VW has admitted to going aggressive on pricing for its new Polo, in the hope that will help the larger, more efficient new supermini make a bigger fleet impact than its predecessor.

True, it was a consistent top 20 fleet performer, but its Ford Fiesta and Vauxhall Corsa rivals both make the top three. Their success, however, admittedly is partly off the back of dealing in some of the industry’s less profitable areas, whereas this Polo is aimed at grabbing a larger share of the true fleet market – user choosers and the public sector in particular. VW is also trying to tempt buyers who are considering downsizing from a lower medium model with features such as standard ESP anti-skid control across the range and a number of bigger car options including touch-screen satnav, climate control and the firm’s excellent DSG automatic gearbox.

Borrowing styling cues from the latest Golf, the Polo is 54mm longer and 32mm wider than its predecessor, with VW claiming more leg, head and shoulder room for passengers. Luggage space, too, is up 10 litres to 280.

Despite the increase in size, it’s not that easy, in isolation, to tell this is an all-new model, although when seen side-by-side with the previous car the changes are obvious. Typically VW, the firm has a formula that works and there’s no need for massive external revisions. The same is true inside, where VW’s usual combination of good quality materials and logically placed switchgear are in evidence, although it is a bit dark and lacking in flair.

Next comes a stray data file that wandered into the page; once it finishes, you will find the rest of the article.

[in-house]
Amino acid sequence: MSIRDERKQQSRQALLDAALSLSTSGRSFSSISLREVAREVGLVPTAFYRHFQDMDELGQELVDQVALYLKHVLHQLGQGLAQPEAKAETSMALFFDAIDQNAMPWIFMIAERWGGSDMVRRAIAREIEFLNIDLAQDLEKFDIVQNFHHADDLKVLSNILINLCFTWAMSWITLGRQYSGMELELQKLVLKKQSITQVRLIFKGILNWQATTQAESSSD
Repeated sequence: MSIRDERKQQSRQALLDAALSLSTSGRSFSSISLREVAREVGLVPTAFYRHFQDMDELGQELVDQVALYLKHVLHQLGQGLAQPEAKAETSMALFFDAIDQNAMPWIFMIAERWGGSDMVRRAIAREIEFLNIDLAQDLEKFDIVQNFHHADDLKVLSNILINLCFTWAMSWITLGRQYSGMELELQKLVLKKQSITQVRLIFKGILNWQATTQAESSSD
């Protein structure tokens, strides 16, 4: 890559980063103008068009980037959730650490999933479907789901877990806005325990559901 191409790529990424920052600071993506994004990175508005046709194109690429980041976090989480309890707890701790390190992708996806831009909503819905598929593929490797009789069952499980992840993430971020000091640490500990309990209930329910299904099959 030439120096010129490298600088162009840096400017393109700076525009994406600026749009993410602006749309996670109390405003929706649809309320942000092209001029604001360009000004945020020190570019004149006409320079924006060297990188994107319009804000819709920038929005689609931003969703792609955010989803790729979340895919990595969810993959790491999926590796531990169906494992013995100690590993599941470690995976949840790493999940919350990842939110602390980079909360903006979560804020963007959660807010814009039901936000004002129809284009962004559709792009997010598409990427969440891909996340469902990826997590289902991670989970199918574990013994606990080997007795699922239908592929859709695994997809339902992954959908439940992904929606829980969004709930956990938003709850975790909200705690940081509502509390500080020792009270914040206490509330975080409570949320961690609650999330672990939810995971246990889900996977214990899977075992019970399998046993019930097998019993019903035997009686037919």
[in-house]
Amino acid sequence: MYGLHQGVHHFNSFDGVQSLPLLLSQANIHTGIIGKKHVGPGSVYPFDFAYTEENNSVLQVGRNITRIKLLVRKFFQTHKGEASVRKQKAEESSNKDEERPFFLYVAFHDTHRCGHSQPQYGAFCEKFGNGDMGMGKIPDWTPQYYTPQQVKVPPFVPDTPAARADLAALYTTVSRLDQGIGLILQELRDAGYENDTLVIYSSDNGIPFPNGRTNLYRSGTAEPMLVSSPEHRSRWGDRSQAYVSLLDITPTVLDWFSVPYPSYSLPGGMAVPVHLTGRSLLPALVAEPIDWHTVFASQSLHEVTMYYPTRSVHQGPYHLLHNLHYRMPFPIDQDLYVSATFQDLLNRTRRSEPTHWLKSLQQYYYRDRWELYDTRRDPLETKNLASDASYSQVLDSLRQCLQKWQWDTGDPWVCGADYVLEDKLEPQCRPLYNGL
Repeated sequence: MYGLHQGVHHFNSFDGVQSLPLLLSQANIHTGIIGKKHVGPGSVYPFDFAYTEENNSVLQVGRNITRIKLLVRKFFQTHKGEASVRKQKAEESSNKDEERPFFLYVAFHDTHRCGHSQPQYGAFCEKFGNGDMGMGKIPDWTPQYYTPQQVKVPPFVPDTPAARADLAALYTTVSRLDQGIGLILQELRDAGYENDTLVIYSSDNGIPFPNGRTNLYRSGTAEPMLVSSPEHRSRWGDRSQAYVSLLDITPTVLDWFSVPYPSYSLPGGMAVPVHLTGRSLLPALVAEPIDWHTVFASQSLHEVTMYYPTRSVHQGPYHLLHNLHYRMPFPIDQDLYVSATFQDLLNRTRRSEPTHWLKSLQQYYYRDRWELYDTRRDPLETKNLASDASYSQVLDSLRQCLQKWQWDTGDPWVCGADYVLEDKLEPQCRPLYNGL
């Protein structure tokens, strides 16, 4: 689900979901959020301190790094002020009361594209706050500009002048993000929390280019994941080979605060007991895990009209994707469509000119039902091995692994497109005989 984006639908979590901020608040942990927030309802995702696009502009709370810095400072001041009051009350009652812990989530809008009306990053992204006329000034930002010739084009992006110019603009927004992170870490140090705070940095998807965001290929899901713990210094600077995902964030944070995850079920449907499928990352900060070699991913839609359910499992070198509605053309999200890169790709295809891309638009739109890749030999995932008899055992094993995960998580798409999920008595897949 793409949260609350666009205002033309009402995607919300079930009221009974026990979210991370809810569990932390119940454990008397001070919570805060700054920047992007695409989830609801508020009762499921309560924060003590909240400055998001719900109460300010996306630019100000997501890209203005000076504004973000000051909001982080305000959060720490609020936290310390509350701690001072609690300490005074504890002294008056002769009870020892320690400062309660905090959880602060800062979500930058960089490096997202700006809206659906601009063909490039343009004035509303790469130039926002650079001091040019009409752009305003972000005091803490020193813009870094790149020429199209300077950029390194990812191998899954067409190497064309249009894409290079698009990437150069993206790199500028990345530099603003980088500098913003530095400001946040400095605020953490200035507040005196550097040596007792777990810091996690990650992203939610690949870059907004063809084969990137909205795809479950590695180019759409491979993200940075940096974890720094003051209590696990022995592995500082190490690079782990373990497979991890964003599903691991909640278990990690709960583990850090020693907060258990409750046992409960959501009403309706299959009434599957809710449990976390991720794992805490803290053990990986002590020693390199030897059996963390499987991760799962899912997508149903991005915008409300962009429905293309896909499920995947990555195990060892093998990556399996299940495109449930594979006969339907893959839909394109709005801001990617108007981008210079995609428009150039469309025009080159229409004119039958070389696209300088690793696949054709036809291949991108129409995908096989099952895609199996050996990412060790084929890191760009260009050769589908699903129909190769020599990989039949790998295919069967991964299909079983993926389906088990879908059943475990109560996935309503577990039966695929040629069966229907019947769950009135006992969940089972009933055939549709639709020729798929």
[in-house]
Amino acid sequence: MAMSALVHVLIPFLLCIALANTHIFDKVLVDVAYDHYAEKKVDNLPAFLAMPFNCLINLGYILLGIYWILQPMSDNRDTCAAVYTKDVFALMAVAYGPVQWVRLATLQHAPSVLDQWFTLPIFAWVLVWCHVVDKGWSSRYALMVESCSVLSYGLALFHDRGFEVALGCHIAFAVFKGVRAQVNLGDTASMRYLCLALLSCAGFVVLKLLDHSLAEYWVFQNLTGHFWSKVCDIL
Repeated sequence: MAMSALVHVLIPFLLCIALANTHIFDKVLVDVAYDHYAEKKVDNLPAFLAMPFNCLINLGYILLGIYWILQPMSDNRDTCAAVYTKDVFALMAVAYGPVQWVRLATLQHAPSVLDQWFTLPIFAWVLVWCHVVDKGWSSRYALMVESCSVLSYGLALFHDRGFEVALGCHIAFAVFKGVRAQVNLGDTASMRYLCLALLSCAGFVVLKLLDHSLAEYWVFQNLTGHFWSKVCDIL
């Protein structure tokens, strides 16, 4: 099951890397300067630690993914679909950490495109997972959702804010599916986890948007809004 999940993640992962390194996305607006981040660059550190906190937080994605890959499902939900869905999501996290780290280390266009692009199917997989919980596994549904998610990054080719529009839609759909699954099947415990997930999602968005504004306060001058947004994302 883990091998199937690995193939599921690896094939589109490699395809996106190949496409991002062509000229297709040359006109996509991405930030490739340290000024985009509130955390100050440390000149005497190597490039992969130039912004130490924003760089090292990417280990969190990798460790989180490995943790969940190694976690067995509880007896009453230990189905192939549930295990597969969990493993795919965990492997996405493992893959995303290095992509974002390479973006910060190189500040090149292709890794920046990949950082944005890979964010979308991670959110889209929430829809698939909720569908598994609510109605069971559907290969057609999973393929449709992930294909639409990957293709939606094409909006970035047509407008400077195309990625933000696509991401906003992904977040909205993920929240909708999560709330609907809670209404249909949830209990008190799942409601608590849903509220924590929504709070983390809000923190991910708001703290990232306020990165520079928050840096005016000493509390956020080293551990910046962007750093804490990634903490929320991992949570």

We tried the 70PS 1.2-litre model – the second engine up the range above the 60PS version of the same unit – in the most popular SE trim. What’s also clear from considering its rivals is that attractive badges count for plenty in residual value terms. The Polo just beats Honda‘s Jazz on pence per mile, but the Jazz is more powerful at 90PS against the VW 70PS. Both, however, are north of 40% retained value after three years, whereas the Ford Fiesta and Vauxhall Corsa come up at 31.8% and 28.9% respectively, which makes all the difference in RV and cost-per-mile terms.

To drive, the Polo is as you’d expect: safe, secure, comfortable and refined at higher speed without the driving dynamics to rival the Fiesta. The 1.2 engine copes well enough as to not feel sluggish, but it doesn’t feel significantly quicker than its 60PS little sibling, so it may be worth considering saving the money and going for the lower-powered version, even if emissions and economy figures are identical at 128g/km and 51.4mpg respectively.

Choosing a Polo is now a more sensible and easier decision than before. The keen pricing makes for an attractive premium-feeling supermini with badge prestige and rock-solid RVs. Perfect business car fodder.

Volkswagen Polo 1.2 70 SE 5dr
P11D price £11,820
Model price range £10,035-£14,910
Depreciation £6240
Fuel £5677
Service, maintenance and repair £1453
Vehicle Excise Duty £300
National Insurance £681
Cost per mile 28.9
Fuel consumption 51.4mpg
CO2 (tax) 128 (15%)
BIK 20%/40% per month £30/£59
Service interval variable
Insurance group 3
Warranty 3yrs/60,000mls
Boot space 280/952 litres
Engine size/power 1198cc/70PS
Top speed/0-62mph 103mph/14.1sec
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